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Thank you for your question. Please permit me to assist you with your concerns.Generally speaking for every year the estate is open, the beneficiary is entitled to obtain records. Typically the cut-off for a full audit is 7 years, but as estates tend to be active for about 1-3 years on average, it almost never gets to that cut-off. If the estate has been in existence for 2 years, as an example, the beneficiary is entitled to see the records for both of those years.Good luck.
Thank you for your follow-up, Owen.In your other thread you posted:WHAT ABOUT THE RECORDS THE P.R IS REQUIRED TO SHOW IF ANY OF THE DECEASED PERSONS FINANCES PRIOR TO DEATH? ------------------------Generally records "prior" to death are not the P.R.'s responsibility unless the P.R. was also a guardian of the deceased prior to death. At most the P.R. is responsible for filing taxes for the last year of the deceased's life, but those records are generally not for the beneficiary's review, but review for the IRS, the state agencies, and the courts--beneficiaries are not automatically entitled for those records. They can subpoena them, but the P.R. does not have to provide them as a matter of course. And there is no requirement that the P.R. maintain such records because those records are in place before the P.R. got involved in managing the estate.Good luck.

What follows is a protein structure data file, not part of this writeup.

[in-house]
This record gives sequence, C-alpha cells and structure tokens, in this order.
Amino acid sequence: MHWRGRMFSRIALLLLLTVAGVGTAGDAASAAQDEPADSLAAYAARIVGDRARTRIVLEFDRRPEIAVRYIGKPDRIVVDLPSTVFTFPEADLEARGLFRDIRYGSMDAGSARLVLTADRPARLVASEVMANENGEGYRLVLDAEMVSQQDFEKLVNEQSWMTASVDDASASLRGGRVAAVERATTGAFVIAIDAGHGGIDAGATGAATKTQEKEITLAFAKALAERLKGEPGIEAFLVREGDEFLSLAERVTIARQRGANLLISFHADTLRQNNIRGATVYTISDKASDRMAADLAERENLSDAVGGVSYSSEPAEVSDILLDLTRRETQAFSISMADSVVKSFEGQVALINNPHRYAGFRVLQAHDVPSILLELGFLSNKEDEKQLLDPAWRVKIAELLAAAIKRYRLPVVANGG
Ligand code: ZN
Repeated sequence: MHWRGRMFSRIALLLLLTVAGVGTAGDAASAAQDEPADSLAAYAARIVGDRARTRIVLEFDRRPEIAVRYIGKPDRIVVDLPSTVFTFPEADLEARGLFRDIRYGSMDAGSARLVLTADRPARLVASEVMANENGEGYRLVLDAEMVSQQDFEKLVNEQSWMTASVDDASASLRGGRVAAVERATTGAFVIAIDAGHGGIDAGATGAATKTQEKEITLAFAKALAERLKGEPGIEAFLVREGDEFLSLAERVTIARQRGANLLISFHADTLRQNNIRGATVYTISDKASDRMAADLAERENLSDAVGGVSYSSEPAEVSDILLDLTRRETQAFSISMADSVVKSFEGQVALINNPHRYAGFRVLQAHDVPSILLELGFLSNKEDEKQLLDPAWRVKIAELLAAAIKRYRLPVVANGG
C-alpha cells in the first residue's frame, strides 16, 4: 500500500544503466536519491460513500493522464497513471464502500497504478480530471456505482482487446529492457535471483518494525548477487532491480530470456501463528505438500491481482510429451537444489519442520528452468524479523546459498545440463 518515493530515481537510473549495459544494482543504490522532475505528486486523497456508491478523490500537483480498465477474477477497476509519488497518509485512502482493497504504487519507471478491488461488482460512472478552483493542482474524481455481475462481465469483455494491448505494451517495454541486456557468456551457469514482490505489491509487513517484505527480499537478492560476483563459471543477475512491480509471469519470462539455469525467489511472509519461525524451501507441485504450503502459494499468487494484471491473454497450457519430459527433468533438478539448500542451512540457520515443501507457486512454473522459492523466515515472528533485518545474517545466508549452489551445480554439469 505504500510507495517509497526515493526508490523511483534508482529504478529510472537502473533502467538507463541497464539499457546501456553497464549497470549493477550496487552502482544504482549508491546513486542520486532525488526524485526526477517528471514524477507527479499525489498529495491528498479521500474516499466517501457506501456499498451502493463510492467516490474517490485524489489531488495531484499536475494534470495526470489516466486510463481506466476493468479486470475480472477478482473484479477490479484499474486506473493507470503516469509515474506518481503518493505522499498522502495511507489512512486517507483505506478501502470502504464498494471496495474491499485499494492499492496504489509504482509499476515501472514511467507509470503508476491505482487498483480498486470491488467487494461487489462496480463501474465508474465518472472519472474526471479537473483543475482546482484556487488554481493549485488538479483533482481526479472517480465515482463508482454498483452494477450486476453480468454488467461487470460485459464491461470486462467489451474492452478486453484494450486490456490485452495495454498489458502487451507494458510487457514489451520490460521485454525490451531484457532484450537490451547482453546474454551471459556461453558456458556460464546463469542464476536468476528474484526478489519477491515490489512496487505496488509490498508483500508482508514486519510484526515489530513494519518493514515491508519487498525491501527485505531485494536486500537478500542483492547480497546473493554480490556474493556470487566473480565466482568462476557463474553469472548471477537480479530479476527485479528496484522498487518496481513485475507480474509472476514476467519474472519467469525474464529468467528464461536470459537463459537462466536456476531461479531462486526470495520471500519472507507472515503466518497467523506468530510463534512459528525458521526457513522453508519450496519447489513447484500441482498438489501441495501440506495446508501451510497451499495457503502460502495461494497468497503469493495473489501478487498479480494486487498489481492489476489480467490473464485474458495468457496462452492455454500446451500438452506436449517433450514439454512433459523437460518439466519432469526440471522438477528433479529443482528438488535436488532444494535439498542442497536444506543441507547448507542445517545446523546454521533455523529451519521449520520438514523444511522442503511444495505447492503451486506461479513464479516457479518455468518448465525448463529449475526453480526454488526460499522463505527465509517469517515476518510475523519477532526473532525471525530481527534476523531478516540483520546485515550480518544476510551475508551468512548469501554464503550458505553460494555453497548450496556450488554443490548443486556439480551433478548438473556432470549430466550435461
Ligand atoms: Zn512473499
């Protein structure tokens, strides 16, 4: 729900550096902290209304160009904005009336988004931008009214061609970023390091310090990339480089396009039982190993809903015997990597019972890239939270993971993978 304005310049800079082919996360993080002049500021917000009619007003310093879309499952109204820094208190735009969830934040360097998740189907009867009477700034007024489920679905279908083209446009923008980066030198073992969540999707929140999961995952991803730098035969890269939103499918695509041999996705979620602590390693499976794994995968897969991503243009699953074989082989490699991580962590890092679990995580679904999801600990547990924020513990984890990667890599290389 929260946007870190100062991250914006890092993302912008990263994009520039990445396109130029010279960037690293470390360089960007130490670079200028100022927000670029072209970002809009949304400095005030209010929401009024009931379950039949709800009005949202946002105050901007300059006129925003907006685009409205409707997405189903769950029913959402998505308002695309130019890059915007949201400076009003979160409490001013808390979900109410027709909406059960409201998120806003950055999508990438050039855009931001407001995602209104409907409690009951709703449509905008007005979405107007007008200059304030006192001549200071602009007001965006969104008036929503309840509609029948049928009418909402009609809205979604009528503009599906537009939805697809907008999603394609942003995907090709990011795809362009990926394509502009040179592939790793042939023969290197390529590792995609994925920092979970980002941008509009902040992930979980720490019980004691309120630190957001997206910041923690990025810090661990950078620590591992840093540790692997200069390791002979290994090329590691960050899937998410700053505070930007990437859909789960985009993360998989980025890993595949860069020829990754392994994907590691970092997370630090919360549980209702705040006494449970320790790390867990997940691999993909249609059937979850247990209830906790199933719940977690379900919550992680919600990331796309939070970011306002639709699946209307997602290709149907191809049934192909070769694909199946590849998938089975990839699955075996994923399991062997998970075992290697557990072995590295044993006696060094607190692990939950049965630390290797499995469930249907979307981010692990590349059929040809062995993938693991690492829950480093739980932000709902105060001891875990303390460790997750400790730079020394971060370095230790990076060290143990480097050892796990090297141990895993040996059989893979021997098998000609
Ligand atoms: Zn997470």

If I'm understanding you correct the P.R. is not required to show any of the beneficiaries any bank statements prior to the P.R. taking control of the estate?
That is correct, Owen. If he wasn't in charge of the estate, he is not required to provide records for that period of time.Good luck.
Can you tell me what the Idaho law is that I can look up that tells that?
Owen,The previous professional already linked you directly to the code in his answer--the response would be located there. Please be well!
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